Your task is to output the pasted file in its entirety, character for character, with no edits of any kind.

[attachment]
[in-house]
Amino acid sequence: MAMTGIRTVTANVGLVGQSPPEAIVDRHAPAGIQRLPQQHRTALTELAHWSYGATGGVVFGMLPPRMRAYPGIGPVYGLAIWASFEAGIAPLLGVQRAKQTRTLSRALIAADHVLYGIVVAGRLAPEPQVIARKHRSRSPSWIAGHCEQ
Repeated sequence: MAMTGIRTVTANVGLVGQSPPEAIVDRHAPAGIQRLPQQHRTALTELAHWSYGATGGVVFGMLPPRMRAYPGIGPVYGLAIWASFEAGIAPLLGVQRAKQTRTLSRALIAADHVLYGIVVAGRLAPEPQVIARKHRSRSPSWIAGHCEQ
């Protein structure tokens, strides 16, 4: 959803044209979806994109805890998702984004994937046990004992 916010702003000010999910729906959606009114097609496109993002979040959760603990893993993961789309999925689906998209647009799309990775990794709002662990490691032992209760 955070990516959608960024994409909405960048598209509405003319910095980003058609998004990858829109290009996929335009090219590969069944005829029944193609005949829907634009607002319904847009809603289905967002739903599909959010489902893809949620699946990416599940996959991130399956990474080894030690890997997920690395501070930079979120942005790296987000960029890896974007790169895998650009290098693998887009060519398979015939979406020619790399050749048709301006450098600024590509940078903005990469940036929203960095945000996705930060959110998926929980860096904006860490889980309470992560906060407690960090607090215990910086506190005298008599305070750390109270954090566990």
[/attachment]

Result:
[in-house]
Amino acid sequence: MAMTGIRTVTANVGLVGQSPPEAIVDRHAPAGIQRLPQQHRTALTELAHWSYGATGGVVFGMLPPRMRAYPGIGPVYGLAIWASFEAGIAPLLGVQRAKQTRTLSRALIAADHVLYGIVVAGRLAPEPQVIARKHRSRSPSWIAGHCEQ
Repeated sequence: MAMTGIRTVTANVGLVGQSPPEAIVDRHAPAGIQRLPQQHRTALTELAHWSYGATGGVVFGMLPPRMRAYPGIGPVYGLAIWASFEAGIAPLLGVQRAKQTRTLSRALIAADHVLYGIVVAGRLAPEPQVIARKHRSRSPSWIAGHCEQ
């Protein structure tokens, strides 16, 4: 959803044209979806994109805890998702984004994937046990004992 916010702003000010999910729906959606009114097609496109993002979040959760603990893993993961789309999925689906998209647009799309990775990794709002662990490691032992209760 955070990516959608960024994409909405960048598209509405003319910095980003058609998004990858829109290009996929335009090219590969069944005829029944193609005949829907634009607002319904847009809603289905967002739903599909959010489902893809949620699946990416599940996959991130399956990474080894030690890997997920690395501070930079979120942005790296987000960029890896974007790169895998650009290098693998887009060519398979015939979406020619790399050749048709301006450098600024590509940078903005990469940036929203960095945000996705930060959110998926929980860096904006860490889980309470992560906060407690960090607090215990910086506190005298008599305070750390109270954090566990």